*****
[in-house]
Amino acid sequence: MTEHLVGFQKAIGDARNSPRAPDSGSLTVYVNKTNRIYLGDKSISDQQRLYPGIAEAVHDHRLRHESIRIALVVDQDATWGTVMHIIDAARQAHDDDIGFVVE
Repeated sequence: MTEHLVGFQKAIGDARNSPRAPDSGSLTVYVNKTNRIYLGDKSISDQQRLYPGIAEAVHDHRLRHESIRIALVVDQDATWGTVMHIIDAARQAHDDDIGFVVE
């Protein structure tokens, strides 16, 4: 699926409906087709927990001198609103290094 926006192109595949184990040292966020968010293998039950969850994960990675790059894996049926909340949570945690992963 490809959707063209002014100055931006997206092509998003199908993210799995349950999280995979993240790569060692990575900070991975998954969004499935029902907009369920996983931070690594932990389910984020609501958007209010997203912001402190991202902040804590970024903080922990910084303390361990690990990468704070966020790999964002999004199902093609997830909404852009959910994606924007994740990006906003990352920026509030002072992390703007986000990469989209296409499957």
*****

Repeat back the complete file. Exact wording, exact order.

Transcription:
[in-house]
Amino acid sequence: MTEHLVGFQKAIGDARNSPRAPDSGSLTVYVNKTNRIYLGDKSISDQQRLYPGIAEAVHDHRLRHESIRIALVVDQDATWGTVMHIIDAARQAHDDDIGFVVE
Repeated sequence: MTEHLVGFQKAIGDARNSPRAPDSGSLTVYVNKTNRIYLGDKSISDQQRLYPGIAEAVHDHRLRHESIRIALVVDQDATWGTVMHIIDAARQAHDDDIGFVVE
């Protein structure tokens, strides 16, 4: 699926409906087709927990001198609103290094 926006192109595949184990040292966020968010293998039950969850994960990675790059894996049926909340949570945690992963 490809959707063209002014100055931006997206092509998003199908993210799995349950999280995979993240790569060692990575900070991975998954969004499935029902907009369920996983931070690594932990389910984020609501958007209010997203912001402190991202902040804590970024903080922990910084303390361990690990990468704070966020790999964002999004199902093609997830909404852009959910994606924007994740990006906003990352920026509030002072992390703007986000990469989209296409499957």